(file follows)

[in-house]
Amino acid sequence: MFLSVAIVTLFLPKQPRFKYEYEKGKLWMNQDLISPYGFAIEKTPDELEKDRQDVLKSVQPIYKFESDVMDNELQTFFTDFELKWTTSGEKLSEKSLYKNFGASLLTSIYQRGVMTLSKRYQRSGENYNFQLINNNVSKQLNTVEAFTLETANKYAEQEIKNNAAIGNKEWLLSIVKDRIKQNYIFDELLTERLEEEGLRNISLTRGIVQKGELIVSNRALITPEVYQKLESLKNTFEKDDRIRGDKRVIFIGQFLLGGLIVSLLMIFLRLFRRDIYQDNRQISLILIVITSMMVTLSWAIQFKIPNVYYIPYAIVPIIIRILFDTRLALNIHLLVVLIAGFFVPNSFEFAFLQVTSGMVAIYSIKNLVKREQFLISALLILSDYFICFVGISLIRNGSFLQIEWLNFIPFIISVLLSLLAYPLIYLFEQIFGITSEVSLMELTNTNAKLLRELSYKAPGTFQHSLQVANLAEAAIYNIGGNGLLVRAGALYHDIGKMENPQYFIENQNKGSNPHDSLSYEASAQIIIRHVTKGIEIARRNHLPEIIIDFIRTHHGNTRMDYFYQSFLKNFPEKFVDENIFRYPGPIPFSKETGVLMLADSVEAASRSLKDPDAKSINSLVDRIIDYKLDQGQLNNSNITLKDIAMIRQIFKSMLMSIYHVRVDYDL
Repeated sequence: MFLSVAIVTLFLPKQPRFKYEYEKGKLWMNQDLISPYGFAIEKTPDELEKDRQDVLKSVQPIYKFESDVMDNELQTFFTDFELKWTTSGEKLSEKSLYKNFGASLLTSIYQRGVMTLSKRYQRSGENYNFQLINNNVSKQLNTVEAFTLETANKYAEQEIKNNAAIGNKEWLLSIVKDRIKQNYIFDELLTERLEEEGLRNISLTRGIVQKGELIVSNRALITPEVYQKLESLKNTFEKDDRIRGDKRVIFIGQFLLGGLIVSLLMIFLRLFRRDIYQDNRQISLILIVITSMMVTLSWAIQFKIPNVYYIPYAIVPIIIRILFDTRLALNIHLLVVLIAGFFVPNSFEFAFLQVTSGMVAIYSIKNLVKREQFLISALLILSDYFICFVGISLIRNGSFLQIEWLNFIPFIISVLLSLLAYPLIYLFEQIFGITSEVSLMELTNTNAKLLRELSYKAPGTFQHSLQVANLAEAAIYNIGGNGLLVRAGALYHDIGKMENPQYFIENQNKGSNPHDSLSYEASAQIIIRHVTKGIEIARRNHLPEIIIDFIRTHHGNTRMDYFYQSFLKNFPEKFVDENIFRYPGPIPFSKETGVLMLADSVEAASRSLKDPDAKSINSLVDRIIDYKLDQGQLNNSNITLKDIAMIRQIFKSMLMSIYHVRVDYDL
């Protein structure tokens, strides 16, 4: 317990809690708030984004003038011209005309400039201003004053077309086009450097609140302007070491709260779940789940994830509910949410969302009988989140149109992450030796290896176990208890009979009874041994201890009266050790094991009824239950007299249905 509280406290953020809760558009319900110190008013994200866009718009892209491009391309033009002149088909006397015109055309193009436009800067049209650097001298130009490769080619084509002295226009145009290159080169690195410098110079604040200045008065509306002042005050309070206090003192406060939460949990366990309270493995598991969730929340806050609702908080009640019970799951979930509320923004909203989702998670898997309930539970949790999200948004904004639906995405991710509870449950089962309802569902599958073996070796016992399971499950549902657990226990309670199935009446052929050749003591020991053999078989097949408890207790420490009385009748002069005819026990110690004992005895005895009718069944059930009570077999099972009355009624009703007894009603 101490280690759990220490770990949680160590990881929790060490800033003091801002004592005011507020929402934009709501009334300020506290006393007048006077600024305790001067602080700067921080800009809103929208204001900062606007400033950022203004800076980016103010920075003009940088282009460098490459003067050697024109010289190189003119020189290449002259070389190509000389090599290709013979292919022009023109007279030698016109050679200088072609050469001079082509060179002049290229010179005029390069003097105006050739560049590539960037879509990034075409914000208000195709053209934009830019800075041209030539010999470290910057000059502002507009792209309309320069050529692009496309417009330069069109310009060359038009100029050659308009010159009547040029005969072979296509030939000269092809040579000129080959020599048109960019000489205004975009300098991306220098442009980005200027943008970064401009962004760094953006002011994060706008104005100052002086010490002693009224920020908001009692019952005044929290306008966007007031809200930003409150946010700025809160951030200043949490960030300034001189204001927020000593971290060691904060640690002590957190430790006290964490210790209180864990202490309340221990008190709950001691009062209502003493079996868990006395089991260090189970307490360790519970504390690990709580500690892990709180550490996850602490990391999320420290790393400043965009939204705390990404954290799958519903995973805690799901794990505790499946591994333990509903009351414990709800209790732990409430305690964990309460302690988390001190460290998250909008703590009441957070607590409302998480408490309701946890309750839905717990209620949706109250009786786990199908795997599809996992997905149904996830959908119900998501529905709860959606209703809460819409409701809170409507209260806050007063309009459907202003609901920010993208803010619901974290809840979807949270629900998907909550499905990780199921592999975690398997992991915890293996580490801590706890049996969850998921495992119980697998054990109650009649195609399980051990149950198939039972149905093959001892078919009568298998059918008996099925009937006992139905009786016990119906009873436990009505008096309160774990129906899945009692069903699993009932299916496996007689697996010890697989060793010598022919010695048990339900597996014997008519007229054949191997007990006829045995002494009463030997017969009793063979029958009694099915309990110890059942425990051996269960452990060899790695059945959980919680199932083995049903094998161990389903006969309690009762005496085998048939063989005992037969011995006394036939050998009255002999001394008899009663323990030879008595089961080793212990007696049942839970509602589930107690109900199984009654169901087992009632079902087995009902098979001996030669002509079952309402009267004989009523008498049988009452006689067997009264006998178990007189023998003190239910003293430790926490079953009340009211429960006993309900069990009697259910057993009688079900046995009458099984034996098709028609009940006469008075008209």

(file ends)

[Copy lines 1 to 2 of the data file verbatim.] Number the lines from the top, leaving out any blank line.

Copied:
[in-house]
Amino acid sequence: MFLSVAIVTLFLPKQPRFKYEYEKGKLWMNQDLISPYGFAIEKTPDELEKDRQDVLKSVQPIYKFESDVMDNELQTFFTDFELKWTTSGEKLSEKSLYKNFGASLLTSIYQRGVMTLSKRYQRSGENYNFQLINNNVSKQLNTVEAFTLETANKYAEQEIKNNAAIGNKEWLLSIVKDRIKQNYIFDELLTERLEEEGLRNISLTRGIVQKGELIVSNRALITPEVYQKLESLKNTFEKDDRIRGDKRVIFIGQFLLGGLIVSLLMIFLRLFRRDIYQDNRQISLILIVITSMMVTLSWAIQFKIPNVYYIPYAIVPIIIRILFDTRLALNIHLLVVLIAGFFVPNSFEFAFLQVTSGMVAIYSIKNLVKREQFLISALLILSDYFICFVGISLIRNGSFLQIEWLNFIPFIISVLLSLLAYPLIYLFEQIFGITSEVSLMELTNTNAKLLRELSYKAPGTFQHSLQVANLAEAAIYNIGGNGLLVRAGALYHDIGKMENPQYFIENQNKGSNPHDSLSYEASAQIIIRHVTKGIEIARRNHLPEIIIDFIRTHHGNTRMDYFYQSFLKNFPEKFVDENIFRYPGPIPFSKETGVLMLADSVEAASRSLKDPDAKSINSLVDRIIDYKLDQGQLNNSNITLKDIAMIRQIFKSMLMSIYHVRVDYDL